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Thesis (M.S.)—University of Nebraska—Lincoln, 1974. Department of Food and Nutrition.


Copyright 1974, the author. Used by permission.


Recent research in child development has demonstrated that a child care center with adequate staffing and parent involvement can provide a sound program which can help children to grow and develop socially, intellectually, and physically. An essential service of these centers is a food program. In addition to providing nourishment, the program may also influence children’s food habits and attitudes toward food. It is important that parents and the child care center staff coordinate their efforts in providing adequate nutrition to meet growth and energy needs of each child.

Because adequate nutrition during the preschool years has a direct influence on physical growth and mental development, this has become a topic of current interest in research. The Department of Food and Nutrition of the University of Nebraska conducted a study supported by the United States Department of Agriculture of food service in child care centers receiving federal assistance through the Special Food Service Program for children. This was a Midwest and Southwest Regional study representing eighteen mid-American states. The present investigation was undertaken in conjunction with the U.S.D.A. bi-regional study. The primary goal of this investigation was to obtain information about the nutrition knowledge and attitudes of the parents of children in child care centers and of the teachers, managers and cooks involved in the child care programs.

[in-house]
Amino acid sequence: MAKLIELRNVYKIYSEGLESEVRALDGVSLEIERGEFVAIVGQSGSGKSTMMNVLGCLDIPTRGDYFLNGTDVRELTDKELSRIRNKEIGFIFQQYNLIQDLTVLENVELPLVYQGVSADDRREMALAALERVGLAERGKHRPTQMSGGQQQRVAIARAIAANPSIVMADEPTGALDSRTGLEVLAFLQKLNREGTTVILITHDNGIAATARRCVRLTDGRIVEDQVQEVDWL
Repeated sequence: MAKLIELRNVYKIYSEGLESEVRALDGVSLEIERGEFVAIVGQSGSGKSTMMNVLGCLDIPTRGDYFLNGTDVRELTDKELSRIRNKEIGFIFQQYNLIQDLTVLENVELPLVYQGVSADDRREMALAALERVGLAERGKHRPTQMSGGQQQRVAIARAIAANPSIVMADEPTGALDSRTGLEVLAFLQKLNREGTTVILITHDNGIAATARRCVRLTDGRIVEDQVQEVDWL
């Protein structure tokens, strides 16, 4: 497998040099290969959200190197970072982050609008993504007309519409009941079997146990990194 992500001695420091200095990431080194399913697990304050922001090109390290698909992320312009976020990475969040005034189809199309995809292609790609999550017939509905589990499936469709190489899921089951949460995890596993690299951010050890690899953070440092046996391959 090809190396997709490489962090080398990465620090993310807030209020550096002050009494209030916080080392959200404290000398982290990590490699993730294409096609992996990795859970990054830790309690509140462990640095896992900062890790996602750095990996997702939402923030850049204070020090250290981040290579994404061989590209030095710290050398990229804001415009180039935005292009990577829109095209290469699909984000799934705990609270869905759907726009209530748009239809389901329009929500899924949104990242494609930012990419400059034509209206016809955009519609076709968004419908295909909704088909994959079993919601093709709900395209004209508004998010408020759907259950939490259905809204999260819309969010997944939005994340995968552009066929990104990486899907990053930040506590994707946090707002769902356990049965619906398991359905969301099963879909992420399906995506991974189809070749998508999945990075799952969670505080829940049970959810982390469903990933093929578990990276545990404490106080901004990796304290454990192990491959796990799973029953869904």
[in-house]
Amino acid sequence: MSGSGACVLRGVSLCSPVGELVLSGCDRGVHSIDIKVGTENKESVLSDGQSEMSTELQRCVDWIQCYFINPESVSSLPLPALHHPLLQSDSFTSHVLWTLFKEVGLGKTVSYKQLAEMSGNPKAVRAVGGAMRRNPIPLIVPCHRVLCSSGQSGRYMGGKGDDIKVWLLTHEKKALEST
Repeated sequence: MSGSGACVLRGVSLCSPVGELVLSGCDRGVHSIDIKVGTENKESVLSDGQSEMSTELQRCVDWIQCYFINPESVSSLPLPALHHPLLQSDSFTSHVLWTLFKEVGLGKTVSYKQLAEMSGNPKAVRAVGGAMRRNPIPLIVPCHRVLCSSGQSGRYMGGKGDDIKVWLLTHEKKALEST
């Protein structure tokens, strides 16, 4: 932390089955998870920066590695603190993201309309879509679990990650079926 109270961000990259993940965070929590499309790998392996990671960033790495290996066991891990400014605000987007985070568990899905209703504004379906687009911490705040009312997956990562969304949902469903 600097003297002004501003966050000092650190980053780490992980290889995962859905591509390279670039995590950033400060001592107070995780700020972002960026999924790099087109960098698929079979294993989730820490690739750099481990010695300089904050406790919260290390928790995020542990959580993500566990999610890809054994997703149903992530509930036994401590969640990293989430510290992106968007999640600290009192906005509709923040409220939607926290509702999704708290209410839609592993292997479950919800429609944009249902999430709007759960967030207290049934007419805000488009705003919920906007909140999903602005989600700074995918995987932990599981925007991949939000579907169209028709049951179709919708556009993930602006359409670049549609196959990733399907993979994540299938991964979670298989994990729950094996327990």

This paper will present a review of the literature covering previous studies of the nutritional intakes of preschool children and of the nutrition knowledge and attitudes of mothers of preschool children and of groups of people believed to influence nutritional behavior of others.

The nutrition knowledge and attitudes were studied for 406 parents of children in child care centers and for 37 managers, 107 teachers and 33 cooks from fifty Head Start, day care and recreation centers (twenty-one from Nebraska, fifteen from Kansas, and fourteen from Texas). Centers were chosen to give a wide representation of ethnic groups, location size and type of program.

Questionnaires were developed to measure the participants’ knowledge of and attitude toward (1) meal planning, food preparation and service, (2) school food service programs, (3) nutrition education, (4) food composition, (5) child nutrition, (6) child feeding practices, (7) permissiveness in child feeding practices and (8) general nutrition information. A set of four questionnaires with one for each of the groups being tested (parents, managers, teachers and cooks) were constructed with a total of fifty questions each.

Advisor: Hazel Metz Fox